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Pharmacol Biochem Behav. 1989 Jun;33(2):273-9.

The effects of selective dopamine D1 or D2 receptor antagonists on the establishment of agonist-induced place conditioning in rats.

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Department of Psychology, Queen's University, Kingston, Ontario.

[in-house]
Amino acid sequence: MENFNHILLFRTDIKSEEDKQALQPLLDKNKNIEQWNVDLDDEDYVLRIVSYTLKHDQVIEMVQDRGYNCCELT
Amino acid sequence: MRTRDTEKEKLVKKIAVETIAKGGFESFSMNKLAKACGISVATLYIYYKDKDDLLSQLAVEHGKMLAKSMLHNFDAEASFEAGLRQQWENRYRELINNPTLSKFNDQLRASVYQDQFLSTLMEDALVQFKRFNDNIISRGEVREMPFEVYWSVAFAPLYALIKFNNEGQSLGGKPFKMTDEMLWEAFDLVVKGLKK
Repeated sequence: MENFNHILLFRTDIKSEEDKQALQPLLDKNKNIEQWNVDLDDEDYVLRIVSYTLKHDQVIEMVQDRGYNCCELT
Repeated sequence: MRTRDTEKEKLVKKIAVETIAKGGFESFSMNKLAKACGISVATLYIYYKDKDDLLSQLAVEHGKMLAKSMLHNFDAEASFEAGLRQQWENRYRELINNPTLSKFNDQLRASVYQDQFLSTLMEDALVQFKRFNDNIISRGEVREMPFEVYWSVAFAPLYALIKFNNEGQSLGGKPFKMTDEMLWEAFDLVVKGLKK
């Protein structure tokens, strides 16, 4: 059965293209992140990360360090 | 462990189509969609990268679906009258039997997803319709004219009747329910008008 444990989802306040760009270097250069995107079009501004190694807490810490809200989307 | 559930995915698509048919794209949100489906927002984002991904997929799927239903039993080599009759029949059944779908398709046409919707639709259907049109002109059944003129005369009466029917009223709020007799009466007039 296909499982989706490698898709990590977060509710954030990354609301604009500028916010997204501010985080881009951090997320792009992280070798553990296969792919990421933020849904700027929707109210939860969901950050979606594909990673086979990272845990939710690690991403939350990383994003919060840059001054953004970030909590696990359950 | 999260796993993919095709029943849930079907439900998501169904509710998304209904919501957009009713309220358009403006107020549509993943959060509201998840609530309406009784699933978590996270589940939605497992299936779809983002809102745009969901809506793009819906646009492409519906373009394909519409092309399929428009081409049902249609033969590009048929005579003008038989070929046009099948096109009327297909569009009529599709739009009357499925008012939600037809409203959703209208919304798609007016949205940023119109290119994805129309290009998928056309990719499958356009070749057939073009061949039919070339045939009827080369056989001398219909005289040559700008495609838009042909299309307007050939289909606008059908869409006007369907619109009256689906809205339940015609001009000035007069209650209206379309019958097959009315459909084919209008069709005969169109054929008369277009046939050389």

The ability of the dopamine D1 antagonist, SCH 23390 (0.01, 0.1, 1.0, 2.0 mg/kg) or the D2 antagonist, metoclopramide (1.0, 10.0, 20.0 mg/kg), to block the establishment of place conditioning with either the nonselective dopamine agonist, amphetamine (2.0 mg/kg), the D1 agonist, SKF 38393 (10.0 mg/kg), or the D2 agonist, quinpirole (1.0 mg/kg), was evaluated in rats. The experimental protocol consisted of three phases. During the preexposure phase, rats explored two distinctive compartments joined by a small tunnel. During the 8-day conditioning phase, rats were pretreated with either saline, SCH 23390 or metoclopramide; 1 hr later the animals were treated with an agonist and confined to one compartment for 30 min. On alternate days, rats received saline and were placed in the opposite compartment. Test days occurred over the remaining 3 days during which drug-free animals were allowed access to both compartments. A significant increase or decrease in the amount of time spent in the drug-paired environment was indicative of a place preference or aversion, respectively. SCH 23390 and metoclopramide were effective in blocking amphetamine-induced place preference and SKF 38393-induced place aversion. At lower doses, the D1 and D2 antagonist blocked the place preference induced by quinpirole, however, higher doses were not effective. In general, these data suggest that both receptor subtypes participate in the establishment of place conditioning with amphetamine, SKF 38393 or quinpirole.

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